The Beast in the Jungle Essay

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In the following essay, Gargano provides a detailed analysis of the function of imagery in "The Beast in the Jungle," relating it to the story's themes and characterization.

In "The Beast in the Jungle," Henry James attempts to make a formidable dramatic action out of what he calls in one of his most interesting prefaces "a great negative adventure." The point of the story is the pointlessness of John Marcher's subordination of reality to his belief that a unique and possibly terrible destiny awaits him. Marcher's special fate (to be "the man, to whom nothing on earth was to have happened") is made vivid by his involvement or non-involvement with May Bartram, a devoted companion who represents the possibility of a more fruitful life. In essence, "The Beast in the Jungle" traces Marcher's tortuous route to total negation through a series of episodes in which he fails to...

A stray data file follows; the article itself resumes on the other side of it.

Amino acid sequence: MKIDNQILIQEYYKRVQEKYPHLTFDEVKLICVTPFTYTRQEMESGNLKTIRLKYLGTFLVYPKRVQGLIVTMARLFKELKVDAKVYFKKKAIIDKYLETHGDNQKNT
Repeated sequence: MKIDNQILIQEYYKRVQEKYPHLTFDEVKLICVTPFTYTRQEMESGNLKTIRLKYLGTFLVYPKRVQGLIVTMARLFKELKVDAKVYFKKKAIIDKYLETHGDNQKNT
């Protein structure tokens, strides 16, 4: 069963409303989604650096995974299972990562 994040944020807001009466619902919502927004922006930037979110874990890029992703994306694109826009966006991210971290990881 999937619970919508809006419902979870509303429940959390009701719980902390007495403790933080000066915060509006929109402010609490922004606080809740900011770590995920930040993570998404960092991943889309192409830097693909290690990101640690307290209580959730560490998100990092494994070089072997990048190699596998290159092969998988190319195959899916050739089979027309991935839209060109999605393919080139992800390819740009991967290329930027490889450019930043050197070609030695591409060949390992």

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This section contains 6,058 words
(approx. 16 pages at 400 words per page)
Buy The Beast in the Jungle Study Guide
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The Beast in the Jungle from Short Stories for Students. ©2005-2006 Thomson Gale, a part of the Thomson Corporation. All rights reserved.